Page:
DIE DIXIE-KAVALIERE, Amalie geht mit ´nem Gummikavalier, 1962

amalie-frontIn-meiner-Burggummikavalierburg-am-strandeIt´s summertime, so here are two summer related Dixieland songs. The Dixie-Kavaliers were  inspired by the success of the Old Merry Tale Jazzband who had a few hits mixing Dixieland and Schlager around the same time in the early 60s.

Amalie is an uptated Dixieland version of an old German Jazz-Schlager. Max Raabe recently authentically revived the 1927 original, a so-called “Badesaison-Schlager” (bathing season hit song). In the 1920s, swim rings and other sorts of inflatable water toys, were called Gummikavalier. The song was written by Siegwart Ehrlich (1981-1941), a German jew, who was also known by his pseudonyms Victorio and Sydney Ward. Ehrlich wrote many songs for revues and musicals. In 1933, he fled Germany to escape the Nazis. He died  in 1841 in Barcelona.

Trumpf ist die Mode der Seebadsaison,
man nimmt ins Wasser Tiere,
Hunde aus Gummi in jeder Façon,
Affen, Giraffen, Tapire.

Amalie fand das sehr apart,
doch hat sie ihre eig’ne Art.

Amalie geht mit ‘nem Gummikavalier,
mit ‘nem Gummikavalier ins Bad.
Amalie geht mit ‘nem Gummikavalier,
mit ‘nem Gummikavalier ins Bad.
Und sie pustet, und sie bläst ihn auf geschwinde,
an der Nordsee und im Wannsee, Travemünde.
Amalie geht mit ‘nem Gummikavalier,
mit ‘nem Gummikavalier ins Bad.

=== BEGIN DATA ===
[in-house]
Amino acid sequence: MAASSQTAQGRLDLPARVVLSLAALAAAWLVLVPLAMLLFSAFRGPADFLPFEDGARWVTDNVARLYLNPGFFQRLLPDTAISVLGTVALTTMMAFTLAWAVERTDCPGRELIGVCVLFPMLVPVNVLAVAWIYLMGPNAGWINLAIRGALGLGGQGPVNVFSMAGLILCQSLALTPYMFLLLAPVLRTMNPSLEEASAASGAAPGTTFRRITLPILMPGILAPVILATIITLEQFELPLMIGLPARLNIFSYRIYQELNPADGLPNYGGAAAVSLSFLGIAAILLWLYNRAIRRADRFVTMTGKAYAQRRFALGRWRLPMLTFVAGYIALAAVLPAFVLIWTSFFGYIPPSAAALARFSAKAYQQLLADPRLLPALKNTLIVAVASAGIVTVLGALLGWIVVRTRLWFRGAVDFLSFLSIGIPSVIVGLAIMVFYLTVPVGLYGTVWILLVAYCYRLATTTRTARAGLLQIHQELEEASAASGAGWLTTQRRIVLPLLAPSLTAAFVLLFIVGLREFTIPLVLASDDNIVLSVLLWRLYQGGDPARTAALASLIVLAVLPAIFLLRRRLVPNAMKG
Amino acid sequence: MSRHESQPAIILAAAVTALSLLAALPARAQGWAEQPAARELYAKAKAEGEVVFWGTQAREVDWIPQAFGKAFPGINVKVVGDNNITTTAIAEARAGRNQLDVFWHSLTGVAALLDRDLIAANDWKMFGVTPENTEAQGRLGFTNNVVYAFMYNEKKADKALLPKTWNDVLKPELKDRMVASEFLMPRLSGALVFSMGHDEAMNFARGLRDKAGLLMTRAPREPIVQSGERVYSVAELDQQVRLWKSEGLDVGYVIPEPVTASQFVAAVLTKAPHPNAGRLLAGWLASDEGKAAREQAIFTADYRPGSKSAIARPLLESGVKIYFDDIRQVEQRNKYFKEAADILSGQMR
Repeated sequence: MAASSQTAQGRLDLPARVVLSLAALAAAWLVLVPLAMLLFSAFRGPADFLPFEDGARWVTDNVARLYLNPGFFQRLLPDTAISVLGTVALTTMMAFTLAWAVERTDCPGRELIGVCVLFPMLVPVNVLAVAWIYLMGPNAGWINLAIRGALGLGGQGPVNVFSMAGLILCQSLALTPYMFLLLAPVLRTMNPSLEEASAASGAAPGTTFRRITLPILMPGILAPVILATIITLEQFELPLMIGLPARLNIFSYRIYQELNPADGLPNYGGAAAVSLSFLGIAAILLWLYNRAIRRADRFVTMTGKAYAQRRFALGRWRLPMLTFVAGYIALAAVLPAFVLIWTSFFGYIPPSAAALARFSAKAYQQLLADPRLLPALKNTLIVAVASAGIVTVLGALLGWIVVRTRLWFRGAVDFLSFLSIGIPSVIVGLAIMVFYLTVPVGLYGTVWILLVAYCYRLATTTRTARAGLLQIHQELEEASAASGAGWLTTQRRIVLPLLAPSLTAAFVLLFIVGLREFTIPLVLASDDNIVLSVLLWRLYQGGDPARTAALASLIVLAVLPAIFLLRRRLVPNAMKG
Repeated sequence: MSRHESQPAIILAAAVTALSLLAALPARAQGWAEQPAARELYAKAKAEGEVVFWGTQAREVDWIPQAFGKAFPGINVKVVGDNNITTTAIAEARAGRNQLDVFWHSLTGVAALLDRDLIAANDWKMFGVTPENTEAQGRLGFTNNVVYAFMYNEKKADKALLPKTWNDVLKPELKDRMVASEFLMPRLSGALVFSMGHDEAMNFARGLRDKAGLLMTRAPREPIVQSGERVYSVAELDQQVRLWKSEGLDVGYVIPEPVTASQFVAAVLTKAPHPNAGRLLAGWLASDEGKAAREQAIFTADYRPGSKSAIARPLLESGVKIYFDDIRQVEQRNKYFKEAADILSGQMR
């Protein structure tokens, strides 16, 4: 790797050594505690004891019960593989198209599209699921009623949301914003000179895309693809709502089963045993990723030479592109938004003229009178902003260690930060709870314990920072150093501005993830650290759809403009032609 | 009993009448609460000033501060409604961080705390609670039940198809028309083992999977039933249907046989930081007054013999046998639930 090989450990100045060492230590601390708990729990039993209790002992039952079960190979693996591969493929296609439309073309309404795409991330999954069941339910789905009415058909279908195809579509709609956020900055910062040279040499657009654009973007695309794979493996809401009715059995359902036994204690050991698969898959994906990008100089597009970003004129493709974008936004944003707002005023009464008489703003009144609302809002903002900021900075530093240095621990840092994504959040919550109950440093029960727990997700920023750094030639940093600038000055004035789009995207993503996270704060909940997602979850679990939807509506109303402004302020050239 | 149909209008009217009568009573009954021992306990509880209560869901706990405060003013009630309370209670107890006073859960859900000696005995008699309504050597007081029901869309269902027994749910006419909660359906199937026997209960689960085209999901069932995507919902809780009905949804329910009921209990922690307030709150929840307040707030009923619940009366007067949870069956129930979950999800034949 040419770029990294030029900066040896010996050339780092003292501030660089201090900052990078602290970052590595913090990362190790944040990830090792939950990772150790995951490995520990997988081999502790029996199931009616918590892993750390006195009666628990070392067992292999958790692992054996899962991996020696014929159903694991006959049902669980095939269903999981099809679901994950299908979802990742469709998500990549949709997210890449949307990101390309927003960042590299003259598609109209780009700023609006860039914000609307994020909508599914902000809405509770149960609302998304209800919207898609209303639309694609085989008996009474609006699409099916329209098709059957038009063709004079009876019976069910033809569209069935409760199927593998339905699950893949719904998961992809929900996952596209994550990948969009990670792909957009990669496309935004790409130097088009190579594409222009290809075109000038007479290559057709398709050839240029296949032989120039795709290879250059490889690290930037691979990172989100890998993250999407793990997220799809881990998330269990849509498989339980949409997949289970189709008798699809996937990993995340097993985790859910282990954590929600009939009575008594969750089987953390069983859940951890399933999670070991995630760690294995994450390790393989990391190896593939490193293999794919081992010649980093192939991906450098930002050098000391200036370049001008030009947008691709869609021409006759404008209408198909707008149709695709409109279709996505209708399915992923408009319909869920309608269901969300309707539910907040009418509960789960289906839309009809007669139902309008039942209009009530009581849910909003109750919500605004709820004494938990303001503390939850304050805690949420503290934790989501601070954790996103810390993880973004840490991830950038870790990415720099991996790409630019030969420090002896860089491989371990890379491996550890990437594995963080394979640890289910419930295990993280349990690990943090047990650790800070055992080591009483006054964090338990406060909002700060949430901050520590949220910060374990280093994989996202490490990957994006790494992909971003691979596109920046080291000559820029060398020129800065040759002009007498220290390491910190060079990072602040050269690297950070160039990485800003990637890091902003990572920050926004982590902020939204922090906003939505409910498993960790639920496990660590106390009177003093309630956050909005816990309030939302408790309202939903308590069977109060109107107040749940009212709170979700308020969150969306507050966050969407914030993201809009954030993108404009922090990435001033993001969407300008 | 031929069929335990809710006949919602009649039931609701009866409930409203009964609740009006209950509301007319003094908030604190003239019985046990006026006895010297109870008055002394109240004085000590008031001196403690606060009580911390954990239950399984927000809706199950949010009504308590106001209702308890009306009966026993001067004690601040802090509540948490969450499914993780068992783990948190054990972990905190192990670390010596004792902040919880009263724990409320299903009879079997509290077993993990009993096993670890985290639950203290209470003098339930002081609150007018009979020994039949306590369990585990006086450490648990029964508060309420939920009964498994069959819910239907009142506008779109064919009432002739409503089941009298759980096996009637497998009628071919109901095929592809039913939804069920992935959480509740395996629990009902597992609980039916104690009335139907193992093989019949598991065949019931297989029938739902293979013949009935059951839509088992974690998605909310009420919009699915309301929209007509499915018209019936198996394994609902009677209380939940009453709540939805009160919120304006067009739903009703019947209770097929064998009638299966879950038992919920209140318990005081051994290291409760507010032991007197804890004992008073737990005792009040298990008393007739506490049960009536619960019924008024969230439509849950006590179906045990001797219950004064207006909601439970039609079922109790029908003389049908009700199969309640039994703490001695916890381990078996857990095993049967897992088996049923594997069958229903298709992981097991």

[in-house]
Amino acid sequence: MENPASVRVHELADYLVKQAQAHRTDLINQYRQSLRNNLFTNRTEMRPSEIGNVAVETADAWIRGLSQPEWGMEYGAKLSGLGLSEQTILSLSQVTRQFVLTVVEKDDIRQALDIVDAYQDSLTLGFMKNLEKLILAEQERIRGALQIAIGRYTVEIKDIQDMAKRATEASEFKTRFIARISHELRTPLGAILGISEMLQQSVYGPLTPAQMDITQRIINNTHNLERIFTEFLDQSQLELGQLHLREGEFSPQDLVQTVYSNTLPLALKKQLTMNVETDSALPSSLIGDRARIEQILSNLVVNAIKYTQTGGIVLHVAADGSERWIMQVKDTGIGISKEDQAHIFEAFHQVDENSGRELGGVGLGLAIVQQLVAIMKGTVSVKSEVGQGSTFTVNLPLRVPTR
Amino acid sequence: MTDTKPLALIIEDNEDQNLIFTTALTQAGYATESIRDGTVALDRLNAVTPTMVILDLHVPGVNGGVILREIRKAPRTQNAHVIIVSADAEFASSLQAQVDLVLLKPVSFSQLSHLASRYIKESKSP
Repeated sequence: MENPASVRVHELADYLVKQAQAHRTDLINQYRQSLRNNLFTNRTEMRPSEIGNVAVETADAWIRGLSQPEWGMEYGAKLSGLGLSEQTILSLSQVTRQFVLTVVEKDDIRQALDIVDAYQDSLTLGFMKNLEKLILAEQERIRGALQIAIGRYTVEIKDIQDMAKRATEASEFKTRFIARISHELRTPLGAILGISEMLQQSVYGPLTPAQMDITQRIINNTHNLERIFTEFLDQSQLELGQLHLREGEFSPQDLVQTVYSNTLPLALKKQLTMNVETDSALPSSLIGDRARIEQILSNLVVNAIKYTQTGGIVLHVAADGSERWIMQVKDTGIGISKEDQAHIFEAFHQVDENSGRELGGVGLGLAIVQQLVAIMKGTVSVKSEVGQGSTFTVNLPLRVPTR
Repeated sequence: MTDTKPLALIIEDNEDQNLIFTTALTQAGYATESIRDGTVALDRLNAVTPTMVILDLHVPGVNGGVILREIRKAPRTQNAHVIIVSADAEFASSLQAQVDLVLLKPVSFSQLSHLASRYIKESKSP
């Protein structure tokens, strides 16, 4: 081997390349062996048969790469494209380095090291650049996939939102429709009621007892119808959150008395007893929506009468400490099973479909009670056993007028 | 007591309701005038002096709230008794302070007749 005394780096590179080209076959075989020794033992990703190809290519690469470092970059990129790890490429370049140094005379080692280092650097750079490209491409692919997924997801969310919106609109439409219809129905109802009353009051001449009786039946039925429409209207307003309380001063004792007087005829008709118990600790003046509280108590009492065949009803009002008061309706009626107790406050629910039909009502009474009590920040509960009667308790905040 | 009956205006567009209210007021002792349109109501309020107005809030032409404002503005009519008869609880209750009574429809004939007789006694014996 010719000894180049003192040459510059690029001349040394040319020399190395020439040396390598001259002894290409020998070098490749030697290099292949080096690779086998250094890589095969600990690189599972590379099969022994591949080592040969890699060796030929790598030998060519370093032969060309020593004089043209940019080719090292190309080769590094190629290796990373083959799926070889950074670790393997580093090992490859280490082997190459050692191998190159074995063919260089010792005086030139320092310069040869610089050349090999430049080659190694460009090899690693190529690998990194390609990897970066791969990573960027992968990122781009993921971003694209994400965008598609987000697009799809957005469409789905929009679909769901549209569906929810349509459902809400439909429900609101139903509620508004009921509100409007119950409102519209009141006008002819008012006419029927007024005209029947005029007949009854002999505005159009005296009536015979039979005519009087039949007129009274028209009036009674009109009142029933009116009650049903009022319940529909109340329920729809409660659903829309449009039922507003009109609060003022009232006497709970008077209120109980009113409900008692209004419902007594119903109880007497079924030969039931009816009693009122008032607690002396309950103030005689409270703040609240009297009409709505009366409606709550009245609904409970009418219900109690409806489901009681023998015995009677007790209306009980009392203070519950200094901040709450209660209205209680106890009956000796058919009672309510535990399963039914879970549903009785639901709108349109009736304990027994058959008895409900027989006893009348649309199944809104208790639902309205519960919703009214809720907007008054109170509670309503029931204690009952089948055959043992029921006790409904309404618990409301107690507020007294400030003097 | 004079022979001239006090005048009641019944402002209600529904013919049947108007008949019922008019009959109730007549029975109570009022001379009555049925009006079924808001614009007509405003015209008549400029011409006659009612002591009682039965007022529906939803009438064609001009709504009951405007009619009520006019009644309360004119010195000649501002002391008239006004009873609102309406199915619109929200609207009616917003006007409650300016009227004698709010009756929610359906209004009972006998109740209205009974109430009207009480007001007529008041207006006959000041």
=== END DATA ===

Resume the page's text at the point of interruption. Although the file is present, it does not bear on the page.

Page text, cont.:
DIE DIXIE-KAVALIERE, Amalie geht mit ´nem Gummikavalier, 1962

Fittingly, In meiner Burg am Strande is also bathing-related. Originally written in1938 written by Ralf Maria Siegel, In meiner Burg was first  recorded by Oskar Joost Tanzorchester. The name of  Hamburg-based jazz musician and bandleader Günter Fulisch appears in the credits on both labels so I assume the Dixie-Kavaliere was one of his projects.

In my sand castle on the beach…

DIE DIXIE-KAVALIERE, In meiner Burg am Strande, 1962amalie

CORNEL-TRIO, Klingeling, 1949

Klingeling“Klingeling mit meinem Fahrrad/ fahr ich fröhlich durch die Welt./Einnmal linksherum, einmal rechtsherum/ Grade wie es mir gefällt.” A happy song about riding a bicycle, from a time when very few Berliners owned a car. The Cornel-Trio (Peter Cornehlsen – baritone, guitar, Michael Lengauer – bass-baritone and Horst “Dickie” Kraft- tenor, double bass) was one of many German groups that were influenced by US-Rhythm’n’Blues-vocal groups  of the late 40s. But while black vocal groups met on street corners, these guys met each other in the Wehrmacht in 1942, when they were still teenagers, and then went all the way through the war, captivity and release together.

Originally recorded for Amiga, and backed by the Bruno-Klennert Quartett, this 78 rpm record was also released on its West-German subsidiary label Regina. The Cornel-Trio was a pretty productive group in their time, but of all the dozens of sides they recorded, so far only 13 songs have made it into the digital age through the retrospective CD Peter Cornehlsen & das Cornel Trio in 2008.

Written by Edgar Kausch and cartoonist Hans Bradtke, this Radfahrswing has never been re-issued in any format since 1949.

Klingeling mit meinem Fahrrad…


CORNEL-TRIO, Klingeling, 1949